"Blocked users can access President Trump's account without signing in, or criticize him on their own Twitter pages."
Yes they could, but using only their own pages-accounts would have vastly diminished power, i.e. reaching perhaps only thousands instead of millions. It effectively skews speech in the direction of those with power (or money, as the Citizens' United case showed). Hence, in its way flouts First Amendment provisions. And again, Trump himself opened the door to public- private medium conflation by announcing policy decisions on his account. (Let's also bear in mind that by his unseemly and personal attacks on thousands of people he himself has violated Twitter's user rules to the point where technically he should be banned from further use.)
Thus the Journal's claim:
"This argument too easily elides the distinction between public and private spheres"
doesn't hold water given that Trump himself, by his misbegotten use of Twitter, destroyed any distinction. Again, if he acted like a real president as opposed to a 13 -year old brat, he'd announce policy decisions from the Oval Office on national TV, as opposed to via tweets. In so doing he'd preserve his account as a private entity. But the swine man baby is too damned lazy to do that and besides likes to keep his 14 million follower zombies charged up from tweet to tweet.
Still unable to grasp the court's decision or the plaintiffs' arguments, the clueless WSJ editors ask:
"Must all politicians agree to be Facebook friends with people who vilify or promote conspiray theories about them?"
No, because not all politicians are the source of vile conspiracy theories themselves, like Trump claiming two years ago that Obama was bugging Trump Tower. Equally laughable is the following canard trotted out by the WSJ geniuses:
"Under the Second Circuit's ruling, politicians would have to choose between abandoning social media - which would limit their ability to communicate with voters - and tolerating harassment and lies."
Which is a total misreading of the decision. In fact, all that any politician - or more exactly a president -would have to do is to act like a president to keep private and public definitions, forums separate. As I noted above, that would mean reserving a proper national policy platform for policy announcements. You go in front of national TV at appointed times, to render your policy, you do not announce it on social media.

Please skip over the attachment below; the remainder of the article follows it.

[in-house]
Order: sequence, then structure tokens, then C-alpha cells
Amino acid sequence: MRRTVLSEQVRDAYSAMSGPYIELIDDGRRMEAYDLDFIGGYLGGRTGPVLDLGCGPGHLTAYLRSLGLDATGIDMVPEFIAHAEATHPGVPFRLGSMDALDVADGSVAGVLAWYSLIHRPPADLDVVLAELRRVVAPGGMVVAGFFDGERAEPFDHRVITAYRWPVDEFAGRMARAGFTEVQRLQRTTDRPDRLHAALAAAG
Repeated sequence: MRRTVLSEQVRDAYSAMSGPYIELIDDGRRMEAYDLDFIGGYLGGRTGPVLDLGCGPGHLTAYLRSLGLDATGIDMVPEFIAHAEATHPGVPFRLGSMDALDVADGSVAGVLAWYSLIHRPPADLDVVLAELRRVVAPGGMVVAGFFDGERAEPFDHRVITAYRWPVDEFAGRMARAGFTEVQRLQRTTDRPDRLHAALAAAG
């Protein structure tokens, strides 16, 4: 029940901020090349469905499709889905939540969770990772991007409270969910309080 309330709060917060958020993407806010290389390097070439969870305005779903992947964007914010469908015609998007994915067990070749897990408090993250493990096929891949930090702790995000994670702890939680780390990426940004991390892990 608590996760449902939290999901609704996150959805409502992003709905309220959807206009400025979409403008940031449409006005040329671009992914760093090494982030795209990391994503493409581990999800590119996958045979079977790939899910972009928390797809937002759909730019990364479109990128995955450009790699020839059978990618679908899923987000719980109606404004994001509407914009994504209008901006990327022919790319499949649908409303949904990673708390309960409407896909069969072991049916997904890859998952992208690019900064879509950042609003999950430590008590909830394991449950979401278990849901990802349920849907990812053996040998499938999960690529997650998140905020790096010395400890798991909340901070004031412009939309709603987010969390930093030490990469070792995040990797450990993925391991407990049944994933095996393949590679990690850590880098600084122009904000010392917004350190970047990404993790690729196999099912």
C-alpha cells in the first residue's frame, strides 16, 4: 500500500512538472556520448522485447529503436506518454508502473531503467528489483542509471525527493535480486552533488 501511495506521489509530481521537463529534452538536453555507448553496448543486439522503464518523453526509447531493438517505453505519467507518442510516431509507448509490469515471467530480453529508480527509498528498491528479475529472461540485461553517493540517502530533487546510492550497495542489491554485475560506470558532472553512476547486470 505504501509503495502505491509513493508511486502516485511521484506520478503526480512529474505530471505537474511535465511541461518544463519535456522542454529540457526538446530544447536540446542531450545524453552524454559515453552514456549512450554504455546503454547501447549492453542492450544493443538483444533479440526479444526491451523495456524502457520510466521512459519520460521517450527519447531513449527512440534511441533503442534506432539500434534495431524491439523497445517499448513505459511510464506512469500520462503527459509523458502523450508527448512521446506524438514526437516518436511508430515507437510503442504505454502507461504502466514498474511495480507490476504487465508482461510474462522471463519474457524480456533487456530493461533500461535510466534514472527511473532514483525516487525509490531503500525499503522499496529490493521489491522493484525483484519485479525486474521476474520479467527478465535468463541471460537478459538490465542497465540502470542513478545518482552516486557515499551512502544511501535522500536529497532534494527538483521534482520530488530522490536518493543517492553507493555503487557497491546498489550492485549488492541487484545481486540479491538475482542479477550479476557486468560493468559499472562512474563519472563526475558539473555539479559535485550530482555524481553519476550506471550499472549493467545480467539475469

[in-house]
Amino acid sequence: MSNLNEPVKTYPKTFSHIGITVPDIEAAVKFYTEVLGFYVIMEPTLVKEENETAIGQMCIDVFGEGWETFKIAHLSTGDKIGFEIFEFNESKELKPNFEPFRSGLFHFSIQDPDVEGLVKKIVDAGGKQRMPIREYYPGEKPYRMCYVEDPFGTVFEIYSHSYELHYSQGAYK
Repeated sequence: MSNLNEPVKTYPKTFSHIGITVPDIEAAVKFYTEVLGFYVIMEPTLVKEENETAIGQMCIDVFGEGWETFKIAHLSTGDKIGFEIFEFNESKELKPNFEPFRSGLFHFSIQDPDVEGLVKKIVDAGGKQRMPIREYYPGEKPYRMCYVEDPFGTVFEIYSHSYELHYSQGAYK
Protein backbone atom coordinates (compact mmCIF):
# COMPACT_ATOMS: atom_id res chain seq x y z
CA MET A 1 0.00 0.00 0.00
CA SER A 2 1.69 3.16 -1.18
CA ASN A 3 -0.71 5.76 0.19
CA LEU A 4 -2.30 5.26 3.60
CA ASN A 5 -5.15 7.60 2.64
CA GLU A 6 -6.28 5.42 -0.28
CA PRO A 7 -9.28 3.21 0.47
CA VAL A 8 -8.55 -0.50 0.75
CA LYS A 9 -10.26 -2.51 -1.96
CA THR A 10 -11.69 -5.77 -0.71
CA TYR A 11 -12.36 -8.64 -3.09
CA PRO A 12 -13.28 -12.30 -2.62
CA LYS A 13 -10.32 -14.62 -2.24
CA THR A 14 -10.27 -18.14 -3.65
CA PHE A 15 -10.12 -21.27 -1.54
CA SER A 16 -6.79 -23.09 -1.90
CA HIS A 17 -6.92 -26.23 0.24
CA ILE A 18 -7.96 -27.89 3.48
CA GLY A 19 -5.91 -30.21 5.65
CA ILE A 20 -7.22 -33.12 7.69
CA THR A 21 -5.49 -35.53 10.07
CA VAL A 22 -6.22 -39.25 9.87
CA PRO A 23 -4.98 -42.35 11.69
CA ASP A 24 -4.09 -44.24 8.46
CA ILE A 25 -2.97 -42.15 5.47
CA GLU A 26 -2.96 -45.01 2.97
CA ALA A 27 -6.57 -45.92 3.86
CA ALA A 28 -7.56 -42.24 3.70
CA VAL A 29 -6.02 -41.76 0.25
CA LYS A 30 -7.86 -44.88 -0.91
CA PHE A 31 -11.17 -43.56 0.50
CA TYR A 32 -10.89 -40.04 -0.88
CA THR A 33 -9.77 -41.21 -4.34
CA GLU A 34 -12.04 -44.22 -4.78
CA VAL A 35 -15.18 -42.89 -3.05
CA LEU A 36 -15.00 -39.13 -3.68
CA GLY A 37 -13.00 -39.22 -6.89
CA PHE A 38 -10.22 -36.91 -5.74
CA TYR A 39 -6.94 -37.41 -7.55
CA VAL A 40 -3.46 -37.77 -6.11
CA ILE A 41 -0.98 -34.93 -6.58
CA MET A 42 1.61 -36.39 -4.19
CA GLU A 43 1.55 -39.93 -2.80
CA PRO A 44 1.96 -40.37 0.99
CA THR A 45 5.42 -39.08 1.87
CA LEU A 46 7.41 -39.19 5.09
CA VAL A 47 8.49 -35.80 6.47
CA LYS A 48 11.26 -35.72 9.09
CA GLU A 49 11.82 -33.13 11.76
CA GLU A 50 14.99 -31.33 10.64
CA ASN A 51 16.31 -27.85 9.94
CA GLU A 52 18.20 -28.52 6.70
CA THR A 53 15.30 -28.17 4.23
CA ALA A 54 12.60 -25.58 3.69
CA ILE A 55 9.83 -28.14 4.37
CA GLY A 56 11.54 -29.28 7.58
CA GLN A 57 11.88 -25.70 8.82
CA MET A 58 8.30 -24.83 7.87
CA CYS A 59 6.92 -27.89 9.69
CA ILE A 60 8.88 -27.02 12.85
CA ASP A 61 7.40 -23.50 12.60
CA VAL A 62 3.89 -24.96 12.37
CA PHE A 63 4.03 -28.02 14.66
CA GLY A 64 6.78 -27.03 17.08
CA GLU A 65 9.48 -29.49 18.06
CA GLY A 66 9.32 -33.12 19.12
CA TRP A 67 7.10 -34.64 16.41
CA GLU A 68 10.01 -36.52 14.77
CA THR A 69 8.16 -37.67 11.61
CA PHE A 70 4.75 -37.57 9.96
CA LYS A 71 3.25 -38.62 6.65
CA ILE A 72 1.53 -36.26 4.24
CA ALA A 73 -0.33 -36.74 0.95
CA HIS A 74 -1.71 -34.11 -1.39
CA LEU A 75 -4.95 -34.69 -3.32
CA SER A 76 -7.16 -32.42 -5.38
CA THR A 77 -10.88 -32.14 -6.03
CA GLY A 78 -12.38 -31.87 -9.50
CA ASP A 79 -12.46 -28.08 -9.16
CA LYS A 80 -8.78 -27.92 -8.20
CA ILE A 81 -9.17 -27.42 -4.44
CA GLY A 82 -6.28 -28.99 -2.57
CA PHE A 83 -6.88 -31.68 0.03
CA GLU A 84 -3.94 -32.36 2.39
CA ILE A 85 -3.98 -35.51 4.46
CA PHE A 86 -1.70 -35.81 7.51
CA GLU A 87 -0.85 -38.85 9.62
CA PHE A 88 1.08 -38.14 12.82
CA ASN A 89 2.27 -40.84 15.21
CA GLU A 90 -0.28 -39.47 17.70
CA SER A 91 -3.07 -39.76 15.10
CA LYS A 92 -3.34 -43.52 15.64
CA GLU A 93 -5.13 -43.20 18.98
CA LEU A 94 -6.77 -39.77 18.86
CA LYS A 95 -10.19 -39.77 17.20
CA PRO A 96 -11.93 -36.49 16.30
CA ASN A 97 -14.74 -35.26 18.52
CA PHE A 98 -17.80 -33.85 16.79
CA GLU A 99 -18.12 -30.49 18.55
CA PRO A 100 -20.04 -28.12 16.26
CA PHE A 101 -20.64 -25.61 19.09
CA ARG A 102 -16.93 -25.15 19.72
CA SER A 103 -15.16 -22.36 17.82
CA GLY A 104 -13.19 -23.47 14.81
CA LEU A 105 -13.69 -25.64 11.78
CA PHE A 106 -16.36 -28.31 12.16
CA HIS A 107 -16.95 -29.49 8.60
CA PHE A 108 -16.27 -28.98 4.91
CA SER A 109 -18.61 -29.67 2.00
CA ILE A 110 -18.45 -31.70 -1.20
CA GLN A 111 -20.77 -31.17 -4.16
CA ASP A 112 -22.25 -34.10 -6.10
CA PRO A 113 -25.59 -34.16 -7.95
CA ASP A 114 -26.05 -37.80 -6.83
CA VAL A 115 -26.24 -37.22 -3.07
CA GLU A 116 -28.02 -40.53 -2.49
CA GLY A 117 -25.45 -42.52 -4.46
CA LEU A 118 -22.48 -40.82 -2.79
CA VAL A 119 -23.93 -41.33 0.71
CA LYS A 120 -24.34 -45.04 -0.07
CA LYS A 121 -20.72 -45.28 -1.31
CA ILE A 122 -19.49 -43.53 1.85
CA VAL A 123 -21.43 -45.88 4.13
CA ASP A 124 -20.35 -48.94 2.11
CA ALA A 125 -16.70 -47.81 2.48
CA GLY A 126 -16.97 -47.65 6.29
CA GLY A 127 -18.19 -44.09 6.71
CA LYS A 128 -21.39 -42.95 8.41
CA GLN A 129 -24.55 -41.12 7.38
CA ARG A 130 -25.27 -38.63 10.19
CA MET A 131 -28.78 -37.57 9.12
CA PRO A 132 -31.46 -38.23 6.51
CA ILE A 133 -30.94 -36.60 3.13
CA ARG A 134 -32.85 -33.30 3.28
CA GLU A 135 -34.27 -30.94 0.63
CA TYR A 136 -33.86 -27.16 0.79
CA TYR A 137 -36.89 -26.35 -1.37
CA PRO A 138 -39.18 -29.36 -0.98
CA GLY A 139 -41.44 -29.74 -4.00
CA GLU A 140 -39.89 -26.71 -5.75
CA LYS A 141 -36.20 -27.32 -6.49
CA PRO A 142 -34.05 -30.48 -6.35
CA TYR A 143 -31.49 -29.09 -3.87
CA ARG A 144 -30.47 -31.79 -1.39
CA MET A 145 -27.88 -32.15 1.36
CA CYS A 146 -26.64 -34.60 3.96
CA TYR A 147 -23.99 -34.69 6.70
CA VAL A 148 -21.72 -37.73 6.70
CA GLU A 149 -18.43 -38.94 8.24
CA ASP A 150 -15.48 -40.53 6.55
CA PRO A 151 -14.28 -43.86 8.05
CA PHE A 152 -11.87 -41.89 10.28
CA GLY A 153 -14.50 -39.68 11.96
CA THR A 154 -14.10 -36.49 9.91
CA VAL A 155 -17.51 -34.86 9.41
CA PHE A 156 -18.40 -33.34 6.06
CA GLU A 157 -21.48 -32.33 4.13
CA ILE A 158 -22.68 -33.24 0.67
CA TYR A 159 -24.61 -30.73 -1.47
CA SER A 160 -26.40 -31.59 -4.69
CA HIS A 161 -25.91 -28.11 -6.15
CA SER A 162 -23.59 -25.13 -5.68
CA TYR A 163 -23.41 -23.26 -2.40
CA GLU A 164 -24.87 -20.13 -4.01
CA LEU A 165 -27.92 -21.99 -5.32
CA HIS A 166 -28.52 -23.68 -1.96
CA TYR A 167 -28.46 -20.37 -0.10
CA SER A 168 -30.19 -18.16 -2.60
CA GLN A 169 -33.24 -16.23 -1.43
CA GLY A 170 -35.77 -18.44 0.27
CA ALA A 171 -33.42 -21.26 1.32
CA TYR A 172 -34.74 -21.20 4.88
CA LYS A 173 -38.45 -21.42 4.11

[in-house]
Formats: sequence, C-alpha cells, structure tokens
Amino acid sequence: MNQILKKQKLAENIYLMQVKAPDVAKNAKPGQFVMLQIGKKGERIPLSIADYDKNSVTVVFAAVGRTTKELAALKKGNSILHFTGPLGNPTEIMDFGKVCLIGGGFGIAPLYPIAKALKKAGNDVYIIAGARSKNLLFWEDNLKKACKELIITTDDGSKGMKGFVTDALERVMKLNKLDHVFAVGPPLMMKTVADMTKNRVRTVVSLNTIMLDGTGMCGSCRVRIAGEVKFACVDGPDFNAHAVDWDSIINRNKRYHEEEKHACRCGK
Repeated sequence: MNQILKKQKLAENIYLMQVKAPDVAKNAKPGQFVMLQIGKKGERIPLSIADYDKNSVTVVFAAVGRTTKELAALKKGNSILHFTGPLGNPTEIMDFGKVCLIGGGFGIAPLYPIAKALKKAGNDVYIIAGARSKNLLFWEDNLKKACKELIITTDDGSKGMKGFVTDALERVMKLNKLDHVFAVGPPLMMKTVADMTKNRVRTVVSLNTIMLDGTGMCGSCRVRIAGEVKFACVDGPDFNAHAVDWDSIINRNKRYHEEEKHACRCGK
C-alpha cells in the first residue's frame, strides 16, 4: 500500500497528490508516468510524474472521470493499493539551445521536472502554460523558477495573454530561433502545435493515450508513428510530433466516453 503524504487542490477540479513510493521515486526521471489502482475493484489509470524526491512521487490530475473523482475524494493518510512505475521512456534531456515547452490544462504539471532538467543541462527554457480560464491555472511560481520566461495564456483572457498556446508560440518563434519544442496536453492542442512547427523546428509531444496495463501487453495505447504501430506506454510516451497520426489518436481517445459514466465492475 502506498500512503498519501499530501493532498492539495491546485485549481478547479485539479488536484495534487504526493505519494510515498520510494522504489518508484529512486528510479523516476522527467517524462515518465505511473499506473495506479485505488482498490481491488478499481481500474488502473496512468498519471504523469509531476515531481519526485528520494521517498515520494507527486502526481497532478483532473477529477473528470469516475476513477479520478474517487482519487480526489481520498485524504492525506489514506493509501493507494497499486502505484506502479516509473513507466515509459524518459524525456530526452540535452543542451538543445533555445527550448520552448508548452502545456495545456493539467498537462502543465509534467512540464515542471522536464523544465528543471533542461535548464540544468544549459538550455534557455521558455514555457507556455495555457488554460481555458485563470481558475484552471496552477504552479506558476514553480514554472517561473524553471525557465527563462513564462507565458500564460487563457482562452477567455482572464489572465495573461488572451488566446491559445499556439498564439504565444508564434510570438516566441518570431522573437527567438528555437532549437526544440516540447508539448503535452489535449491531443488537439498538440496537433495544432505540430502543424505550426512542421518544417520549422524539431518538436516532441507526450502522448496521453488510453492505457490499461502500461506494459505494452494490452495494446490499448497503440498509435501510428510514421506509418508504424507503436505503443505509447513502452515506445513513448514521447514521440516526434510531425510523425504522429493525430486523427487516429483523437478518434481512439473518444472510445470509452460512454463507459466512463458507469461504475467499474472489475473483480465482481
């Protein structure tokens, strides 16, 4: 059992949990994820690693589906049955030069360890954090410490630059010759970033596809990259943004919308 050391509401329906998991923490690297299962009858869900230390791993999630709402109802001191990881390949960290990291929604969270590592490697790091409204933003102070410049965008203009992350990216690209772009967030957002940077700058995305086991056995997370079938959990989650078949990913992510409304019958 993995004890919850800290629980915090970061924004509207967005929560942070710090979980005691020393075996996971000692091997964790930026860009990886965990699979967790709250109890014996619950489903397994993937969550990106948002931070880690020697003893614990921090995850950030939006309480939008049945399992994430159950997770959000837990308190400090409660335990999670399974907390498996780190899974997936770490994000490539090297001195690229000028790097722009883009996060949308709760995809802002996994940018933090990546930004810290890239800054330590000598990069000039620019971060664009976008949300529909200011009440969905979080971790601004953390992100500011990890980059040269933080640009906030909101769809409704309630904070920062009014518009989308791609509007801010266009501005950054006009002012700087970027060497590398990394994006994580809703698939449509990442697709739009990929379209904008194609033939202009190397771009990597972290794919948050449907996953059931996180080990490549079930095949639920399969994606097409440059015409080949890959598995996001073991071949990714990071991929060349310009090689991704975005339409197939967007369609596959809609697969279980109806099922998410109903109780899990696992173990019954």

Of course, Trump will never learn that lesson because he is a 13 year old bully and buffoon at heart. Hence, he will keep on projecting policy into tweets, or as the WSJ puts it, "promoting his unique brand of politics" and ways of doing things.
Fine, then he can suck up the criticisms of other Twitter users when they go after him for his ill chosen, ill timed policy tweets as well as his racist dog whistles. If this fool had a scintilla of self-control, moral vision and message discipline there'd be no need for appellate (or other) court decisions to set him straight. Nor would there be any need for four black and brown women - members of the House - to school him on unacceptable racist venom embodied in telling them to "go back where you came from".
Nor should the WSJ look to the Supremes to "ultimately clear up the confusion" - because there isn't any. What we need clearing up is the mainstream media's perspective to see once and for all that the current occupant of the highest office is a vile, gaslighting imp with no moral compass and no sense of decorum or decency.
Or let me put it this way: There wouldn't be any problems if we had a real president who respects the office and the Constitution. That, instead of an illegitimate maggot who believes the presidency is running a reality TV show. One replete with racist rants, ugly, inhumane scenes (at the border), and treasonous acts. In the case of the latter, even admitting in a recent interview that he'd welcome information provided by foreign governments to get re-elected. Sadly, the only way to get rid of Trump's Twitter excesses and dog whistles may be to get him out of office once and for all next year. The alternative is too grim to contemplate.